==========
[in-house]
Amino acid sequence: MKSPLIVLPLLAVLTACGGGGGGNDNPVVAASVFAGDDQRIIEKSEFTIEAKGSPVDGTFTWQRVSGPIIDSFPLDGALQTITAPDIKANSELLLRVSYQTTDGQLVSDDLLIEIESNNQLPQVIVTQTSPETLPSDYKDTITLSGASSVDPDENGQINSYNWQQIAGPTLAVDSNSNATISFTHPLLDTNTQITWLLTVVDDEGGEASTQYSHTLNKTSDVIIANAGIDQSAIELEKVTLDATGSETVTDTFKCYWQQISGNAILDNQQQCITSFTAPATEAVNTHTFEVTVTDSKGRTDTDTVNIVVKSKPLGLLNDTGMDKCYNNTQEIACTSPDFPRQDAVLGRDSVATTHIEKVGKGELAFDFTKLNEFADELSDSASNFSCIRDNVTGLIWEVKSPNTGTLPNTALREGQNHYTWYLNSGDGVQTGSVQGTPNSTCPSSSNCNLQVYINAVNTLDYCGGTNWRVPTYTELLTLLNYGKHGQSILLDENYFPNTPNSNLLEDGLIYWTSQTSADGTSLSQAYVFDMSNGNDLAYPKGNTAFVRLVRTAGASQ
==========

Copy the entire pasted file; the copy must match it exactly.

[in-house]
Amino acid sequence: MKSPLIVLPLLAVLTACGGGGGGNDNPVVAASVFAGDDQRIIEKSEFTIEAKGSPVDGTFTWQRVSGPIIDSFPLDGALQTITAPDIKANSELLLRVSYQTTDGQLVSDDLLIEIESNNQLPQVIVTQTSPETLPSDYKDTITLSGASSVDPDENGQINSYNWQQIAGPTLAVDSNSNATISFTHPLLDTNTQITWLLTVVDDEGGEASTQYSHTLNKTSDVIIANAGIDQSAIELEKVTLDATGSETVTDTFKCYWQQISGNAILDNQQQCITSFTAPATEAVNTHTFEVTVTDSKGRTDTDTVNIVVKSKPLGLLNDTGMDKCYNNTQEIACTSPDFPRQDAVLGRDSVATTHIEKVGKGELAFDFTKLNEFADELSDSASNFSCIRDNVTGLIWEVKSPNTGTLPNTALREGQNHYTWYLNSGDGVQTGSVQGTPNSTCPSSSNCNLQVYINAVNTLDYCGGTNWRVPTYTELLTLLNYGKHGQSILLDENYFPNTPNSNLLEDGLIYWTSQTSADGTSLSQAYVFDMSNGNDLAYPKGNTAFVRLVRTAGASQ